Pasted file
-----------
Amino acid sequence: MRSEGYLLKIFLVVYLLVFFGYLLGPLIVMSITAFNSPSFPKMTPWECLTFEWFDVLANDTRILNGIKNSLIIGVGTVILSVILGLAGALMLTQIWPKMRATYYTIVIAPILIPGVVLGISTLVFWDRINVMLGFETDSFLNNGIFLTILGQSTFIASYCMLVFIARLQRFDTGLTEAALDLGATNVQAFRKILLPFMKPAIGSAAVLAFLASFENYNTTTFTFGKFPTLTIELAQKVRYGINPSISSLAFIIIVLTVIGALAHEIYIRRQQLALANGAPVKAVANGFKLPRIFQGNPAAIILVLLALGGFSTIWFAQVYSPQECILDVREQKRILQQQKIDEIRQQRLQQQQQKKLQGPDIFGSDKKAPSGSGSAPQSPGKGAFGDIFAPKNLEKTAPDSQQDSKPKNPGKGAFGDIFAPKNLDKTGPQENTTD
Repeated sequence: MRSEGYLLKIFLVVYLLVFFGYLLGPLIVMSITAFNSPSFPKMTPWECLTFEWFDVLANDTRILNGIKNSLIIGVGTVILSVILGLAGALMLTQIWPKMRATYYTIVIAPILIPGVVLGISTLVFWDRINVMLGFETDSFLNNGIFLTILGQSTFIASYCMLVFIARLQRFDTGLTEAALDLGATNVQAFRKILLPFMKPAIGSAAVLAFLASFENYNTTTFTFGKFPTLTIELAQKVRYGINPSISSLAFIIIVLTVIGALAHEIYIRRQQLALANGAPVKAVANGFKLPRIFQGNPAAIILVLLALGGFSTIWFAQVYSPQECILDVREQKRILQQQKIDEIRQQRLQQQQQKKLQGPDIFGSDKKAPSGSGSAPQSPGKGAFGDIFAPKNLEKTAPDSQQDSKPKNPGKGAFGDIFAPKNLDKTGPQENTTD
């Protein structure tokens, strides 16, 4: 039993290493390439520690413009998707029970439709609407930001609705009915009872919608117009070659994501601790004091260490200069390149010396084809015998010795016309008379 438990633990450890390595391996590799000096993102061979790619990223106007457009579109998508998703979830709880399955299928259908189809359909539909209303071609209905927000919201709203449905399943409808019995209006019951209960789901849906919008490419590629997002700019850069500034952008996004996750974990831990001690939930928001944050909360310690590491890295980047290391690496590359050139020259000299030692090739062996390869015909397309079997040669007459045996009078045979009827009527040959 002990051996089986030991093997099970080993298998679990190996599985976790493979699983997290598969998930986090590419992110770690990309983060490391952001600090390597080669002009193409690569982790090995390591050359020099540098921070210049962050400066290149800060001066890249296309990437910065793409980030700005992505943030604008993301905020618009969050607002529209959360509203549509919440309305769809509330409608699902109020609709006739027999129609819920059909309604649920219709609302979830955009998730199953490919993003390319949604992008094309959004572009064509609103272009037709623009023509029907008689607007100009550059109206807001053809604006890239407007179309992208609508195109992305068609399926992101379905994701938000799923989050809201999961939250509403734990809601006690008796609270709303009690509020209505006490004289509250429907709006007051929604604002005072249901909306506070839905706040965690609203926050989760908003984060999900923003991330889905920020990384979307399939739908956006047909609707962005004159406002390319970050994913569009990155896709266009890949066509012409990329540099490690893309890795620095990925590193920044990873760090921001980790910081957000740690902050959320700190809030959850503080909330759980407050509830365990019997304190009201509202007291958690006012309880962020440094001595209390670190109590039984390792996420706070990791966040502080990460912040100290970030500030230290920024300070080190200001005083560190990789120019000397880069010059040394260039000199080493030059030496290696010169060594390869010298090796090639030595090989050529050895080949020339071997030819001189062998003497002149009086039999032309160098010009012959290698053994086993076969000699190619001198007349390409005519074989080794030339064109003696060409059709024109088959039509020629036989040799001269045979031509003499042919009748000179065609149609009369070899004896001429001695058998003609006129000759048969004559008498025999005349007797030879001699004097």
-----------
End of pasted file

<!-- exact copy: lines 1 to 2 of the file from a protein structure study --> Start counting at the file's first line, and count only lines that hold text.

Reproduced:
Amino acid sequence: MRSEGYLLKIFLVVYLLVFFGYLLGPLIVMSITAFNSPSFPKMTPWECLTFEWFDVLANDTRILNGIKNSLIIGVGTVILSVILGLAGALMLTQIWPKMRATYYTIVIAPILIPGVVLGISTLVFWDRINVMLGFETDSFLNNGIFLTILGQSTFIASYCMLVFIARLQRFDTGLTEAALDLGATNVQAFRKILLPFMKPAIGSAAVLAFLASFENYNTTTFTFGKFPTLTIELAQKVRYGINPSISSLAFIIIVLTVIGALAHEIYIRRQQLALANGAPVKAVANGFKLPRIFQGNPAAIILVLLALGGFSTIWFAQVYSPQECILDVREQKRILQQQKIDEIRQQRLQQQQQKKLQGPDIFGSDKKAPSGSGSAPQSPGKGAFGDIFAPKNLEKTAPDSQQDSKPKNPGKGAFGDIFAPKNLDKTGPQENTTD
Repeated sequence: MRSEGYLLKIFLVVYLLVFFGYLLGPLIVMSITAFNSPSFPKMTPWECLTFEWFDVLANDTRILNGIKNSLIIGVGTVILSVILGLAGALMLTQIWPKMRATYYTIVIAPILIPGVVLGISTLVFWDRINVMLGFETDSFLNNGIFLTILGQSTFIASYCMLVFIARLQRFDTGLTEAALDLGATNVQAFRKILLPFMKPAIGSAAVLAFLASFENYNTTTFTFGKFPTLTIELAQKVRYGINPSISSLAFIIIVLTVIGALAHEIYIRRQQLALANGAPVKAVANGFKLPRIFQGNPAAIILVLLALGGFSTIWFAQVYSPQECILDVREQKRILQQQKIDEIRQQRLQQQQQKKLQGPDIFGSDKKAPSGSGSAPQSPGKGAFGDIFAPKNLEKTAPDSQQDSKPKNPGKGAFGDIFAPKNLDKTGPQENTTD